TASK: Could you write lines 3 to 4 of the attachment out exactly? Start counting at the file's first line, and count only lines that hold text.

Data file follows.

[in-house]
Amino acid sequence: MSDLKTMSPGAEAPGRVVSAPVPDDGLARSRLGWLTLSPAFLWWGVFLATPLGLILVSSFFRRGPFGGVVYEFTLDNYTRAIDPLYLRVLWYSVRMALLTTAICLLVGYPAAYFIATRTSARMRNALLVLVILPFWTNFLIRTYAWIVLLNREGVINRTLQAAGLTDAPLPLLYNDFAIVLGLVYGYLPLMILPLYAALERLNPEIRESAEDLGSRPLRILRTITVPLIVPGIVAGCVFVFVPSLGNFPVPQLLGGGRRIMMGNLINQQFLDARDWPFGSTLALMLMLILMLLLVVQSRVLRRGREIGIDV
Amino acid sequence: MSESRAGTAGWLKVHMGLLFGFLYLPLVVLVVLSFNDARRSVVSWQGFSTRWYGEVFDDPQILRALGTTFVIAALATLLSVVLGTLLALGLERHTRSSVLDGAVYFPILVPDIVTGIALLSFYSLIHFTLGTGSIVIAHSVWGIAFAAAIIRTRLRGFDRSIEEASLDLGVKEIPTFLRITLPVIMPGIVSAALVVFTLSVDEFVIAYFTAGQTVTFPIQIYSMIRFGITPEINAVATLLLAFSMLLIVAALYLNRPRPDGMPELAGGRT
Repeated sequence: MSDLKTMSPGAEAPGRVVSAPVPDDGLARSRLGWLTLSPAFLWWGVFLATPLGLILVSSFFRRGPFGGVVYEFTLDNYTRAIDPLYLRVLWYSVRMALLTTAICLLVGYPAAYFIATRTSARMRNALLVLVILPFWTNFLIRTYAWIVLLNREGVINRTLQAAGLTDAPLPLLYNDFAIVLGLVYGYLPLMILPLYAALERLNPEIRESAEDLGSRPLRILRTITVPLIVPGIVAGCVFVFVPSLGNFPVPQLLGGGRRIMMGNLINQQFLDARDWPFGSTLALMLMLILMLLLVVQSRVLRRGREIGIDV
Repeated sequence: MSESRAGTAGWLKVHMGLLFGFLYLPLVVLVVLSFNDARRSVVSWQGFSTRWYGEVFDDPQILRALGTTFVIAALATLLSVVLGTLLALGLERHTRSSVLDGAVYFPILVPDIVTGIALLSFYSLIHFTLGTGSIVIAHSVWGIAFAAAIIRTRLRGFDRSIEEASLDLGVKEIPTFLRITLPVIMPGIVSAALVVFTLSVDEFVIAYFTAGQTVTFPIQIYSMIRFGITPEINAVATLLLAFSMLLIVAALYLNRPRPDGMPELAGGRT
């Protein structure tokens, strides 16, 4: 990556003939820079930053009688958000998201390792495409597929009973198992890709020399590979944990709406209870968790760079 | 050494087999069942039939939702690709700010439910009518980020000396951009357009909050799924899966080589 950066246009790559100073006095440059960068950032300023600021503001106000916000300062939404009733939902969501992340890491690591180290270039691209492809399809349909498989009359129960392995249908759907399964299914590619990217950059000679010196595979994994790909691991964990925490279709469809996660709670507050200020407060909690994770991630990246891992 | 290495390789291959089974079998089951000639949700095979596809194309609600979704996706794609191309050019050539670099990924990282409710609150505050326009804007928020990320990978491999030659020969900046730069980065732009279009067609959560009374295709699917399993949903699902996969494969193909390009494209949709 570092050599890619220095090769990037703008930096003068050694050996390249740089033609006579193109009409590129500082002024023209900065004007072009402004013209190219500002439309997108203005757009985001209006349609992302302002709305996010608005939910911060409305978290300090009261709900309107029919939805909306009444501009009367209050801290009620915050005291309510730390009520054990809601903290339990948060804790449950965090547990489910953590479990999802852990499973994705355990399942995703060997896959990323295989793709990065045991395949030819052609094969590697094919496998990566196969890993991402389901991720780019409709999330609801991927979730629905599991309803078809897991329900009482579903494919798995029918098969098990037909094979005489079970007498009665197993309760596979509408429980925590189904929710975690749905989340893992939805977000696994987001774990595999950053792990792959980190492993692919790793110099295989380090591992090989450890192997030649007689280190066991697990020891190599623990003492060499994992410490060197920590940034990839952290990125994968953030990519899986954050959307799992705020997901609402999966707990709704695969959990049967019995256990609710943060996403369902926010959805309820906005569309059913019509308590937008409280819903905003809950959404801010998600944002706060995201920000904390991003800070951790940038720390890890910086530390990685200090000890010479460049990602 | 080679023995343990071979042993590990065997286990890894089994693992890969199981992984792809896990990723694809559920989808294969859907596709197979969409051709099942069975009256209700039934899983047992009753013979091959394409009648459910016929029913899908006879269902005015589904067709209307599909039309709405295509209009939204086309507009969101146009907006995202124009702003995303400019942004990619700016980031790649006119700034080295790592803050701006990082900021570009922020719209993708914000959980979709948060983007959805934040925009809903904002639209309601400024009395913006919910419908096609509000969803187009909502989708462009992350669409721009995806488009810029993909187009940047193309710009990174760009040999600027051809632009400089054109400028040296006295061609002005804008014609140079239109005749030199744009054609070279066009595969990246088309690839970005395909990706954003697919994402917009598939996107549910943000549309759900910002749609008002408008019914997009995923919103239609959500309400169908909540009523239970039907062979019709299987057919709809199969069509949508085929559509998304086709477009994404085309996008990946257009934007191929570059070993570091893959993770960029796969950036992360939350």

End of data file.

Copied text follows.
Amino acid sequence: MSESRAGTAGWLKVHMGLLFGFLYLPLVVLVVLSFNDARRSVVSWQGFSTRWYGEVFDDPQILRALGTTFVIAALATLLSVVLGTLLALGLERHTRSSVLDGAVYFPILVPDIVTGIALLSFYSLIHFTLGTGSIVIAHSVWGIAFAAAIIRTRLRGFDRSIEEASLDLGVKEIPTFLRITLPVIMPGIVSAALVVFTLSVDEFVIAYFTAGQTVTFPIQIYSMIRFGITPEINAVATLLLAFSMLLIVAALYLNRPRPDGMPELAGGRT
Repeated sequence: MSDLKTMSPGAEAPGRVVSAPVPDDGLARSRLGWLTLSPAFLWWGVFLATPLGLILVSSFFRRGPFGGVVYEFTLDNYTRAIDPLYLRVLWYSVRMALLTTAICLLVGYPAAYFIATRTSARMRNALLVLVILPFWTNFLIRTYAWIVLLNREGVINRTLQAAGLTDAPLPLLYNDFAIVLGLVYGYLPLMILPLYAALERLNPEIRESAEDLGSRPLRILRTITVPLIVPGIVAGCVFVFVPSLGNFPVPQLLGGGRRIMMGNLINQQFLDARDWPFGSTLALMLMLILMLLLVVQSRVLRRGREIGIDV